Advocacy Careers: Medical Bills or Claims Reviewer

Medical Bill Reviewing Is a Form of Patient Advocacy

Patient filling the papers of insurance at the hospital
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American patients, especially those dealing with any private form of insurance, likely have medical bills to pay. In all likelihood, those bills contain mistakes of some sort.

Research shows that as many as 80% of hospital bills contain mistakes. Further, the estimate on billing fraud - that means money being billed for services that were not provided - is estimated to be 10%. Statistics like these help us understand why one growing area of patient advocacy is medical bill reviewing.

With so many errors occurring during the billing process, it is extremely important to carefully review your medical bills.

Medical Bill Reviewers

Medical bill reviewers can reap rewards for patients (as customers) and the reviewer as well, as being a medical bill reviewer could be a good career choice. Patients and caregivers will hire medical bill reviewers to help them go through their bills to find mistakes that could be costly and help those patients coordinate with whatever entity sent the bill to settle for the amount due - and no more.

There are several names medical bill reviewers use for their services:

  • Medical Billing Advocates
  • Medical Bill Reviewers
  • Medical Bill Navigators
  • Medical Bill Consultants
  • Claims Assistance Professionals
  • Medical Claims Advocates
  • Medical Claims Consultants
  • and others

The goal of their work is to make sure the bills received by a patient are accurate and fair. The $75 box of tissues billed to a hospital patient - twice - will probably be removed or the cost will be reduced.

The $950 MRI - twice - may have to stay on the bill. The medical bill reviewer will do the legwork to figure that out.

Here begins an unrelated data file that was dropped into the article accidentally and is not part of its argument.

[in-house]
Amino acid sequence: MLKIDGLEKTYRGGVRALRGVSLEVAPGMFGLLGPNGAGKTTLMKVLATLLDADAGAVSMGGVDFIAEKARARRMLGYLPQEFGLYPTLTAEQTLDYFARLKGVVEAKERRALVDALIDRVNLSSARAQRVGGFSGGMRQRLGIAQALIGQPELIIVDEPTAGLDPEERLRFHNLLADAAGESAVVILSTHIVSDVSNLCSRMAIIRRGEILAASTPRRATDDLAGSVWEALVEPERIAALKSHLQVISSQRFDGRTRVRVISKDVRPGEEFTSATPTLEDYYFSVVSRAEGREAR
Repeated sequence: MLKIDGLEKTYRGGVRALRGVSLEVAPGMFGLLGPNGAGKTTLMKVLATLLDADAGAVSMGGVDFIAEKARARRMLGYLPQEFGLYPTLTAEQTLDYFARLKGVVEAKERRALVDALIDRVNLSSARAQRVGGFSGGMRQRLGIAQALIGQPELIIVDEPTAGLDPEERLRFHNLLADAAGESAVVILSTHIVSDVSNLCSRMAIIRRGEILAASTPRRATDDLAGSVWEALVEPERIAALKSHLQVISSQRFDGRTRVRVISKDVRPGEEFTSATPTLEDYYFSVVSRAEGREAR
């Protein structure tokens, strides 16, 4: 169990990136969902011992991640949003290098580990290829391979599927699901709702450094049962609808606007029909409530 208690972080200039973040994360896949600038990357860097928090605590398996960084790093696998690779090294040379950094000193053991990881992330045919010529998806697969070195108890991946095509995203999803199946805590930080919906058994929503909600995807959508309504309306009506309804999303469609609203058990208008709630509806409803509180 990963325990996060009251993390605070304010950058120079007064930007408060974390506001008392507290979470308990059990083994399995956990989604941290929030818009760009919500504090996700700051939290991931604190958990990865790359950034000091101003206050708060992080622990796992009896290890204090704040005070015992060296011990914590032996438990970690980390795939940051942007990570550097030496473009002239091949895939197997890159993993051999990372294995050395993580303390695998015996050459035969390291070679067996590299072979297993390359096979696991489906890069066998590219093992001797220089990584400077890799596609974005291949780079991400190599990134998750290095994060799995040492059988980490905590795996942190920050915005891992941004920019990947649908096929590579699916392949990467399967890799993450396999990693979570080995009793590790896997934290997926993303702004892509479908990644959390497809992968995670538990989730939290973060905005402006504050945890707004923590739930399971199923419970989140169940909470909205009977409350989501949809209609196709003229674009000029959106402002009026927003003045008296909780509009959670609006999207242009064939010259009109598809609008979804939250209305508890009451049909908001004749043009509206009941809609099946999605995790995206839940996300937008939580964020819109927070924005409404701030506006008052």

Educational Opportunities for Aspiring Medical Bill Reviewers

There are few educational opportunities to learn to be a medical bill or claims reviewer. Most medical bill reviewers begin with a career as medical coders, for hospitals, private physician practices or other health or medical organizations.

Some home-study courses are available, but such classes tend to be geared toward those individuals who have coding experience.

The work of a medical bill reviewer is highly detailed. A thorough knowledge of the application of medical codes and diagnostic codes, plus the rules and procedures used by private insurers and government programs is necessary. The abilities to stay organized and to be able to communicate findings to the patients who hire reviewers is important, too.

There are two national organizations of medical billing professionals - the Alliance of Claims Assistance Professionals and Medical Billing Advocates of America.

Medical bill reviewers are mostly self-employed, running their own patient advocacy businesses.

If you are looking for a medical billing advocate to help you, you can find one in the AdvoConnection Directory.

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